A Questionable Decision

More concerning news emerged from Afghanistan this week as it was reported that the Taliban authorities had taken the decision to dissolve the country’s independent human rights commission as it was “not considered necessary”. Given the already dismal state of human rights in the country, this development is another blow to marginalised communities in the country.
Since the Taliban came to power last August, they have shut down several bodies that worked to guard the freedoms of Afghans, including the electoral commission and the ministry for women’s affairs. The human rights commission is not the only body that has been dissolved as five other key departments have also been shut down due to budgetary reasons.
Human rights defenders around the world have expressed concerns regarding these developments. It mattered enormously to have somewhere to go, to seek help and to demand justice. While the functioning of this body had been impeded by the new government since it came into power, its closure altogether certainly comes as a surprise.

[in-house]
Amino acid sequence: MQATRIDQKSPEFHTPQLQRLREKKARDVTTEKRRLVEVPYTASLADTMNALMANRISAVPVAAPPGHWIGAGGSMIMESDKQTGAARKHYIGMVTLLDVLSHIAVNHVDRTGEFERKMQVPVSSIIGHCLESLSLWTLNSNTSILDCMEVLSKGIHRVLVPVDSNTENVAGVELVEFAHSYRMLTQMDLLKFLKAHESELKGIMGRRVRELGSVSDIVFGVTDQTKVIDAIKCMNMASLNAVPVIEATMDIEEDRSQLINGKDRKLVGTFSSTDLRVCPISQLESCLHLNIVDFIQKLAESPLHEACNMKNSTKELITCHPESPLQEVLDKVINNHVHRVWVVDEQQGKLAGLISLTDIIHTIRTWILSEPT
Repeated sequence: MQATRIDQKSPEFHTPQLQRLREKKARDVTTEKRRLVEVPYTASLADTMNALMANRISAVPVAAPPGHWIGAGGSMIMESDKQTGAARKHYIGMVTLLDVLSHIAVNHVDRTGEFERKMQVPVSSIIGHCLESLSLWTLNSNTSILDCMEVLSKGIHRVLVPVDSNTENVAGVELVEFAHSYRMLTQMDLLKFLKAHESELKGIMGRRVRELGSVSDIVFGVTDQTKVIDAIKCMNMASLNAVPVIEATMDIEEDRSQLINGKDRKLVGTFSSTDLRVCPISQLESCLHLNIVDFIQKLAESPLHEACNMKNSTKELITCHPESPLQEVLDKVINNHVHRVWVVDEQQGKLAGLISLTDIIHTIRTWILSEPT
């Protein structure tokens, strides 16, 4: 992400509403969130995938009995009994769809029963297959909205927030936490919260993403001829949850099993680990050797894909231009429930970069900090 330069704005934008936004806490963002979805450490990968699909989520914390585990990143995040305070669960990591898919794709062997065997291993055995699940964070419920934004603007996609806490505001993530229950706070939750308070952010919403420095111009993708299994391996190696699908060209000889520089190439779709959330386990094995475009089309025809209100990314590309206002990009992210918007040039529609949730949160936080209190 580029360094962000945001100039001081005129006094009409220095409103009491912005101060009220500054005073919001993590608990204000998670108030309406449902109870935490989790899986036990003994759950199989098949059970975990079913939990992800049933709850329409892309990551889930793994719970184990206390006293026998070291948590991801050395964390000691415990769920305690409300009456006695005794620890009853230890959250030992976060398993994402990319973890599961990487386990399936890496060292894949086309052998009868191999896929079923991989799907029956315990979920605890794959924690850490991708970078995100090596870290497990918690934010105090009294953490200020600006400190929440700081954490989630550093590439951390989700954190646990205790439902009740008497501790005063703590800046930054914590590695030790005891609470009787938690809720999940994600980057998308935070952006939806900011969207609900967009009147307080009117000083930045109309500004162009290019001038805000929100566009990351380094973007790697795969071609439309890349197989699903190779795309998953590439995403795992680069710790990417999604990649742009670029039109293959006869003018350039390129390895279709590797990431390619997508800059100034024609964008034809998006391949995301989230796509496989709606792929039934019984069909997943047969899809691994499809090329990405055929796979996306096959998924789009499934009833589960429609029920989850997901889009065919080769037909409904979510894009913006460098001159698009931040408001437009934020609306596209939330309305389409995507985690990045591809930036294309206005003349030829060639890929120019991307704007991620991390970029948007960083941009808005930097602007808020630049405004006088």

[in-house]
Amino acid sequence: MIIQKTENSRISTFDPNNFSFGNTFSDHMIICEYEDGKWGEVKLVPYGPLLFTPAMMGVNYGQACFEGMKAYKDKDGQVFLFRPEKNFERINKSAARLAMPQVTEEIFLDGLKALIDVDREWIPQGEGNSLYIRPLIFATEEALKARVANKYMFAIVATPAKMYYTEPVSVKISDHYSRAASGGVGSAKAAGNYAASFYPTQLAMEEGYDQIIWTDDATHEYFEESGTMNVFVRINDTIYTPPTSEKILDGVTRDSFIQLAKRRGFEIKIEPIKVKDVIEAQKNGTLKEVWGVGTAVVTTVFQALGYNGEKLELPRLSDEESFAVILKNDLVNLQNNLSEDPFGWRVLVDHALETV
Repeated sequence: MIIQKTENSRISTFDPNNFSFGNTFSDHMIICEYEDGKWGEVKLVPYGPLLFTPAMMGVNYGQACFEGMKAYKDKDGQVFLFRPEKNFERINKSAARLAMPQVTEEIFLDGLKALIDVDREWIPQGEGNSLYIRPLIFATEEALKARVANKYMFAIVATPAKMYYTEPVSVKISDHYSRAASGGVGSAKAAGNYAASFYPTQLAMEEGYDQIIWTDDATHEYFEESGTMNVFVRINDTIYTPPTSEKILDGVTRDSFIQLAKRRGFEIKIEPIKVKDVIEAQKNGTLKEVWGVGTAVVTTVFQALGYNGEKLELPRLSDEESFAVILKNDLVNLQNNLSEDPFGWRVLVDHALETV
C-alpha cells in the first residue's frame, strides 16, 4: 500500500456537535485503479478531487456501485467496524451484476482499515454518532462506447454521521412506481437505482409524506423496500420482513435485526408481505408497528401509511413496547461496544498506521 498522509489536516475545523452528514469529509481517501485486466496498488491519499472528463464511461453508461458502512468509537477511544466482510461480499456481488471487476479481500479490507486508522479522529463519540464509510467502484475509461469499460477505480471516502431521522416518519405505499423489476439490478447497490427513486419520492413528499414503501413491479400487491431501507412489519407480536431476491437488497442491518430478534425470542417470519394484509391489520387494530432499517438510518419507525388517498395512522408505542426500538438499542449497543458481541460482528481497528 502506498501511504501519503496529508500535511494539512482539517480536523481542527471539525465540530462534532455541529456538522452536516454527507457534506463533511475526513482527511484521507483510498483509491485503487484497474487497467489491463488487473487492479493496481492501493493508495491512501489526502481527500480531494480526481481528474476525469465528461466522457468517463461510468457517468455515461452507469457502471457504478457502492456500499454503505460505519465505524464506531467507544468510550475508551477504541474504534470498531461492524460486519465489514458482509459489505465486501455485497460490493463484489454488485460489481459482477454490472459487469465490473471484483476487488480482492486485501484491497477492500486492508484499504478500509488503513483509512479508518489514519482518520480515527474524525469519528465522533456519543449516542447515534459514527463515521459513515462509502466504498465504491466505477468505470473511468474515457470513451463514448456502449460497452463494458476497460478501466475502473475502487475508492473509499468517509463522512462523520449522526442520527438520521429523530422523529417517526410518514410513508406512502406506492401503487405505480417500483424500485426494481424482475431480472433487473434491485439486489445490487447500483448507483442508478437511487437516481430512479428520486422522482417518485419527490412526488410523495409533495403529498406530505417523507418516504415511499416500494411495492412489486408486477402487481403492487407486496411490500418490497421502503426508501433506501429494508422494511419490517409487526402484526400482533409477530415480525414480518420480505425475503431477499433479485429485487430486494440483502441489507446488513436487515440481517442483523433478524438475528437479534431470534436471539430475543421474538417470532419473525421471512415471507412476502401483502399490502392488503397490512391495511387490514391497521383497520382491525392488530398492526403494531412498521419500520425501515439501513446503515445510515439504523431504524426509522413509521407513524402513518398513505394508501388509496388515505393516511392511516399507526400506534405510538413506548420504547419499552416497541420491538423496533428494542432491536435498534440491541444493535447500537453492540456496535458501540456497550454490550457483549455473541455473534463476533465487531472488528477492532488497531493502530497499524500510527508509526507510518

Understandably, many feel that this will make the environment even more suffocating for women in the country. The Taliban government is yet to allow older girls to restart education, and have also introduced rules that mandate that women and girls wear veils, in addition to requiring them to have male relatives accompany them in public places. Such measures in recent months have made it clear that promises of the Taliban being more moderate this time around will not be fulfilled.
Afghanistan is struggling on multiple fronts at the moment and it is evident that the Taliban government is struggling to cope with the demands of running a country. Terror groups continue to operate on Afghan soil who conduct attacks in neighbouring countries, particularly in Pakistan. The Taliban are failing to keep their word in every regard and this is not going to do them any favours. The decision to shut down key bodies this week was apparently taken in light of the $501 million budget deficit facing the country. But the fact of the matter is that the Afghan government will be unable to overcome these challenges without extensive international assistance, and going by the current situation, not many countries will be eager to engage with this regime.

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